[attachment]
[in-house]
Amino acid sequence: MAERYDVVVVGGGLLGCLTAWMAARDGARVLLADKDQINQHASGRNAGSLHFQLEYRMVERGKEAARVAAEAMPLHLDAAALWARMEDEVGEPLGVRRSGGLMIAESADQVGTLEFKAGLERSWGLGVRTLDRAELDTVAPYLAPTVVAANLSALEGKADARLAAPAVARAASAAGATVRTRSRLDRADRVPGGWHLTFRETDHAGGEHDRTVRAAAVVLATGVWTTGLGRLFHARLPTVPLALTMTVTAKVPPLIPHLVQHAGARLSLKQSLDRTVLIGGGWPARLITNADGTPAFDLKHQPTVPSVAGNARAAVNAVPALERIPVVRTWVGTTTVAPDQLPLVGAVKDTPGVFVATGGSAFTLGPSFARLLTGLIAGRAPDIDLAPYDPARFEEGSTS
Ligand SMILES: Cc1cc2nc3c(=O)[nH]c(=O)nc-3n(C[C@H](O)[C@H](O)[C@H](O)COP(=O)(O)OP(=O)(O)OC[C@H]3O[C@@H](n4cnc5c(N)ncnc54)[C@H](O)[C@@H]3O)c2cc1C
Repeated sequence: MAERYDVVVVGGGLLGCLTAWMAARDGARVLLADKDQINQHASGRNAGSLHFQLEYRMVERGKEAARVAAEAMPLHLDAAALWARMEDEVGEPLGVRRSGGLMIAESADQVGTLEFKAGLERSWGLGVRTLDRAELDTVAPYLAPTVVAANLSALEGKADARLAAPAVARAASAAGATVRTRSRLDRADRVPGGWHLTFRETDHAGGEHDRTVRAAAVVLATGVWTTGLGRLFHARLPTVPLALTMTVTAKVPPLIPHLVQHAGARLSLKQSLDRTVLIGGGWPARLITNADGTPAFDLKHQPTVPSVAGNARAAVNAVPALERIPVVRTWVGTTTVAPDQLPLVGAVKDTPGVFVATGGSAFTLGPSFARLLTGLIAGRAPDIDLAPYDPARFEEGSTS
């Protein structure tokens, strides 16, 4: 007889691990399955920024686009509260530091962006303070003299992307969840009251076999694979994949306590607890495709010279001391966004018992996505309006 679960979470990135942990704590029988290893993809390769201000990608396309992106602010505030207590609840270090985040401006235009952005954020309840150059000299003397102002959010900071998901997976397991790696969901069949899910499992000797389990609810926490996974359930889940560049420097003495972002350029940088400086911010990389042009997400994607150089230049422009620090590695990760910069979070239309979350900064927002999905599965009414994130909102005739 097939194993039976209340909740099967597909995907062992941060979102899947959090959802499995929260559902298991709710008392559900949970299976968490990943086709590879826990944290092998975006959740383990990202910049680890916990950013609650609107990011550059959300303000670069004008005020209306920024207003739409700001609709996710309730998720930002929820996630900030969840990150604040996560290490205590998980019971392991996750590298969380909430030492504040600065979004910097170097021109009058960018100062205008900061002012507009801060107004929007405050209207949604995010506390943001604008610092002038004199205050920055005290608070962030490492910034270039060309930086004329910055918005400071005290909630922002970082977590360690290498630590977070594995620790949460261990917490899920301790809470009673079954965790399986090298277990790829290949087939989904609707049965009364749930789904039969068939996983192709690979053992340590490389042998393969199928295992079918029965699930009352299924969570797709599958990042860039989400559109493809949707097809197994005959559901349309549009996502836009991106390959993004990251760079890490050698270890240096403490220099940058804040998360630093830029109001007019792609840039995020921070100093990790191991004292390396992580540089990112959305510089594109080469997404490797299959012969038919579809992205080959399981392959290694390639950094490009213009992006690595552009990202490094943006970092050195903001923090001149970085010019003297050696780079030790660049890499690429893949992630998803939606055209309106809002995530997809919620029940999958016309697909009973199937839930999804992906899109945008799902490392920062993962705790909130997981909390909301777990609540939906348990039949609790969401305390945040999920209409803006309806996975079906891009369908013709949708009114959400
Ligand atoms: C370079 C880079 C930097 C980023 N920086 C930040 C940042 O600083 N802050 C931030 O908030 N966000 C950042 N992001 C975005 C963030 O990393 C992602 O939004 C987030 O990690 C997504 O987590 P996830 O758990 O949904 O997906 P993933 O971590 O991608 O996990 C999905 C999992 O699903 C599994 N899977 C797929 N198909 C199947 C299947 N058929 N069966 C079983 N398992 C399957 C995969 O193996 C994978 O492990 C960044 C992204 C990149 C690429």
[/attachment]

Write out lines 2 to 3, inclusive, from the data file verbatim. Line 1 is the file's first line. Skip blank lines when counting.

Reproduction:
Amino acid sequence: MAERYDVVVVGGGLLGCLTAWMAARDGARVLLADKDQINQHASGRNAGSLHFQLEYRMVERGKEAARVAAEAMPLHLDAAALWARMEDEVGEPLGVRRSGGLMIAESADQVGTLEFKAGLERSWGLGVRTLDRAELDTVAPYLAPTVVAANLSALEGKADARLAAPAVARAASAAGATVRTRSRLDRADRVPGGWHLTFRETDHAGGEHDRTVRAAAVVLATGVWTTGLGRLFHARLPTVPLALTMTVTAKVPPLIPHLVQHAGARLSLKQSLDRTVLIGGGWPARLITNADGTPAFDLKHQPTVPSVAGNARAAVNAVPALERIPVVRTWVGTTTVAPDQLPLVGAVKDTPGVFVATGGSAFTLGPSFARLLTGLIAGRAPDIDLAPYDPARFEEGSTS
Ligand SMILES: Cc1cc2nc3c(=O)[nH]c(=O)nc-3n(C[C@H](O)[C@H](O)[C@H](O)COP(=O)(O)OP(=O)(O)OC[C@H]3O[C@@H](n4cnc5c(N)ncnc54)[C@H](O)[C@@H]3O)c2cc1C